A ________ energy source is blatantly one that can be _______ (“renew = make again”), e.g. _____, solar power etc. A ___________ energy source is one that when it has been used it is gone forever. The main examples are ____, oil and gas (which are called ______ ____, as they are made from fossils), and nuclear fuel. Words – non-renewable, coal, renewable, fossil fuels, wood, renewed

25 Pollution When a fuel is burned the two main waste products are _____ dioxide and ________ dioxide. Carbon dioxide destroys the ____ layer and helps to cause the _______ ______. Sulphur dioxide, when dissolved in ________, causes ______ _____. Words – sulphur, ozone, carbon, acid rain, greenhouse effect, rainwater

26 Power stations Generator Turbine Cooling tower Transformer Boiler

27 What does each part do? The boiler is where the fuel is burnt to boil water The steam from the boiler is used to turn a turbine The turbine is connected to the generator, which acts like a dynamo – it generates electricity out of movement The steam is cooled down and turned back into water in the cooling tower

28 Nuclear power stations
These work in a similar way to normal power stations: The main difference is that the nuclear fuel is NOT burnt – it is used to boil water in a “heat exchanger”

29 Advantages of non-renewable fuels
Relatively cheap Reliable Coal, oil and gas Relatively easy to find Flexible in meeting demand Don’t produce as much pollution Nuclear Cheap fuel costs

30 The problems… So what’s the solution?
Power stations using coal, oil, gas or nuclear fuels can certainly whack out the energy, BUT… Problem 1 – Fossil fuels and nuclear sources will RUN OUT Problem 2 – Burning fossil fuels will pollute the atmosphere Problem 3 - Nuclear plants run the risk of contamination and the cost of shutting them down (“decommissioning”) is very high So what’s the solution?

31 Other ways of generating electricity…
Can we drive the turbine DIRECTLY?

32 Other ways of generating electricity…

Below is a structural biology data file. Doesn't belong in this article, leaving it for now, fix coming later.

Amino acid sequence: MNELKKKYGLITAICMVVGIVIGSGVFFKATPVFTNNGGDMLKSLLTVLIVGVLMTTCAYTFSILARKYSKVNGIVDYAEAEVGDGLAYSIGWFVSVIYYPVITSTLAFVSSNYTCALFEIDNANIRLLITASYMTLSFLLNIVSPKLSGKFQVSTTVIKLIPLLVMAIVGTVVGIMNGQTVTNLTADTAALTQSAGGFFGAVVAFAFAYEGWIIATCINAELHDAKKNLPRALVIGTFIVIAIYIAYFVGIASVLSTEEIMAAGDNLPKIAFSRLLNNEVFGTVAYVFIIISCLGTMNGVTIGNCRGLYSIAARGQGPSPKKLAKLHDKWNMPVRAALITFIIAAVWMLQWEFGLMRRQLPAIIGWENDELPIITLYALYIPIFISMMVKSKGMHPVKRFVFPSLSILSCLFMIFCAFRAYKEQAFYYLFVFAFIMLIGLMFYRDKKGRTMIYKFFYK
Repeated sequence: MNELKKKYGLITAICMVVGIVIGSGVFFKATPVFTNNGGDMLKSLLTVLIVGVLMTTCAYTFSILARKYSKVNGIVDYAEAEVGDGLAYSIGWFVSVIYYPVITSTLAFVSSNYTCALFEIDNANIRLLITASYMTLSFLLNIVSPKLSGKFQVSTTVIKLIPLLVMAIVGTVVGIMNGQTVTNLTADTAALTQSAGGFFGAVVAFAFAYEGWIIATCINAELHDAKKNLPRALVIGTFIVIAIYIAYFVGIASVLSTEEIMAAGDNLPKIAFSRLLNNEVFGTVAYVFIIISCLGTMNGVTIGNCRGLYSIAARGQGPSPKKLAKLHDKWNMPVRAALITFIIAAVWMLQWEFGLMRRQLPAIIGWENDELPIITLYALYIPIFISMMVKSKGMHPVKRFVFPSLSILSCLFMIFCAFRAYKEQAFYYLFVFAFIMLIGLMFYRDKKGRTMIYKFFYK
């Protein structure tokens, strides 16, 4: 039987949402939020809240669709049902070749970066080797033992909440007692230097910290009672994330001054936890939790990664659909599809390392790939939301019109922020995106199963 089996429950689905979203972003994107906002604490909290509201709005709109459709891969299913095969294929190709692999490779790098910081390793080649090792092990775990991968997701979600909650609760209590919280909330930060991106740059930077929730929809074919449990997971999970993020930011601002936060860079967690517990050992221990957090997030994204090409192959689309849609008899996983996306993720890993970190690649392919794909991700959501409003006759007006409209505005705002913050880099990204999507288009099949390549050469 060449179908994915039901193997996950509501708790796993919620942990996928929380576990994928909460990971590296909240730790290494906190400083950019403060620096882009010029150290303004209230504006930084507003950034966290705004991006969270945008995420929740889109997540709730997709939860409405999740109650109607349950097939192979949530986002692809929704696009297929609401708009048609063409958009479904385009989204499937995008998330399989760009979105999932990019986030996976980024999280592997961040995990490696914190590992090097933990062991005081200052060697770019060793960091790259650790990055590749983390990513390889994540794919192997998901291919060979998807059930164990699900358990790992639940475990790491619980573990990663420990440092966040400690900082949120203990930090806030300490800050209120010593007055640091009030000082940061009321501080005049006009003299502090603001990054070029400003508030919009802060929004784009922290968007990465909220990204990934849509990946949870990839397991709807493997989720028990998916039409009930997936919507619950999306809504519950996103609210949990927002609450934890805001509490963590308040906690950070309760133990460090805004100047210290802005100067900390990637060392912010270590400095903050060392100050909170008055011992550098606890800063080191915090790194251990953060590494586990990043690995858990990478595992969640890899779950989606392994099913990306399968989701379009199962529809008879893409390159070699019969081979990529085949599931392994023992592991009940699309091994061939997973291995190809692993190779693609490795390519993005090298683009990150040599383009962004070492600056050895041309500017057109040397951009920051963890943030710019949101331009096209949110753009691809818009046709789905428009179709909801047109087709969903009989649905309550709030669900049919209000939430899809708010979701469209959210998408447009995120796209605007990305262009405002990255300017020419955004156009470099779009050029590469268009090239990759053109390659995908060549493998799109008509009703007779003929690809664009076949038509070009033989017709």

Wind Hydro-electric Wave Tidal

33 What are the disadvantages of these renewable forms of energy?
Source Disadvantages Wind Wave Tidal Hydroelectric

34 Source Disadvantages Wind Wave Tidal Hydroelectric
Depends on weather, visual pollution, difficult to “store” Wave Harms wildlife, depends on size of waves, depends on weather Tidal Depends on size of tides, harms wildlife, visual pollution Hydroelectric Habitats can be destroyed, only good as a “short term” supply Also, these sources all have high setting up costs

35 Words – dilute, radioactive, free, satellites, light
Other options… Geothermal energy – water is heated using heat given off by _________ rocks underneath the surface of the Earth Solar energy – using solar panels ______ can be converted straight into electricity Although renewable fuels are ____, the energy we get from them is “_______”. This means that we have to spend a lot of money on generators to make them worthwhile. This is why solar panels are only used in small things (like calculators) or extremely remote locations (like ____________). Words – dilute, radioactive, free, satellites, light

36 Matching supply and demand…
Hydroelectric power station might “kick in” here “Baseline” power stations

37 Summary Renewable sources of energy are cheaper, cleaner and will not run out. However, they are incapable of providing all the energy we need, so we will have to go on burning fossil fuels for now.

38 Topics we’ve covered… The nine types of energy
Conduction, convection and radiation House insulation Working out energy, power and time Working out the cost of electricity Working out weight and GPE Working out efficiency How a power station works Definitions and examples of renewable and non-renewable Advantages and disadvantages of renewable and non-renewable How geothermal and solar sources work